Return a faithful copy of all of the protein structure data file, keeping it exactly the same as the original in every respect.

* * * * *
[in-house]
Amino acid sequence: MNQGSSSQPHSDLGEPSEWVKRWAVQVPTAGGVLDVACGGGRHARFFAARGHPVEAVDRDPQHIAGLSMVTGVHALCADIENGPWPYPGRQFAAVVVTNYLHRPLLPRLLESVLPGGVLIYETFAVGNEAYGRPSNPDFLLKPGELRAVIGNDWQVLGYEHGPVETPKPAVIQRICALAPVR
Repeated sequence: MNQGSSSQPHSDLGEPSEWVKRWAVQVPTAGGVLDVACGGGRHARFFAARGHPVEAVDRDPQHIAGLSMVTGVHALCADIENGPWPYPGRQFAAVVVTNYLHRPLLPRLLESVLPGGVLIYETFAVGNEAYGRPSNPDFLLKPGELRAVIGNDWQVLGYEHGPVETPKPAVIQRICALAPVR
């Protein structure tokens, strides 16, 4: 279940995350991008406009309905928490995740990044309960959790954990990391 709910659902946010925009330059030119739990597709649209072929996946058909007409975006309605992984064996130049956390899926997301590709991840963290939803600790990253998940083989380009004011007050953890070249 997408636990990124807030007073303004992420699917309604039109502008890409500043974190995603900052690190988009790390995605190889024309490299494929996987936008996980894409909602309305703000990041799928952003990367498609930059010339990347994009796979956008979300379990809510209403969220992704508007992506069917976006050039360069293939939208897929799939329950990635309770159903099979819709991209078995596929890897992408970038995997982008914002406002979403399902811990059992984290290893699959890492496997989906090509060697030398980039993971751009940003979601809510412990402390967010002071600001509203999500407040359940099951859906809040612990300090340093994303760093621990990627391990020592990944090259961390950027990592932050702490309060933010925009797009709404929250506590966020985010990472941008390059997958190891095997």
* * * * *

[in-house]
Amino acid sequence: MNQGSSSQPHSDLGEPSEWVKRWAVQVPTAGGVLDVACGGGRHARFFAARGHPVEAVDRDPQHIAGLSMVTGVHALCADIENGPWPYPGRQFAAVVVTNYLHRPLLPRLLESVLPGGVLIYETFAVGNEAYGRPSNPDFLLKPGELRAVIGNDWQVLGYEHGPVETPKPAVIQRICALAPVR
Repeated sequence: MNQGSSSQPHSDLGEPSEWVKRWAVQVPTAGGVLDVACGGGRHARFFAARGHPVEAVDRDPQHIAGLSMVTGVHALCADIENGPWPYPGRQFAAVVVTNYLHRPLLPRLLESVLPGGVLIYETFAVGNEAYGRPSNPDFLLKPGELRAVIGNDWQVLGYEHGPVETPKPAVIQRICALAPVR
């Protein structure tokens, strides 16, 4: 279940995350991008406009309905928490995740990044309960959790954990990391 709910659902946010925009330059030119739990597709649209072929996946058909007409975006309605992984064996130049956390899926997301590709991840963290939803600790990253998940083989380009004011007050953890070249 997408636990990124807030007073303004992420699917309604039109502008890409500043974190995603900052690190988009790390995605190889024309490299494929996987936008996980894409909602309305703000990041799928952003990367498609930059010339990347994009796979956008979300379990809510209403969220992704508007992506069917976006050039360069293939939208897929799939329950990635309770159903099979819709991209078995596929890897992408970038995997982008914002406002979403399902811990059992984290290893699959890492496997989906090509060697030398980039993971751009940003979601809510412990402390967010002071600001509203999500407040359940099951859906809040612990300090340093994303760093621990990627391990020592990944090259961390950027990592932050702490309060933010925009797009709404929250506590966020985010990472941008390059997958190891095997």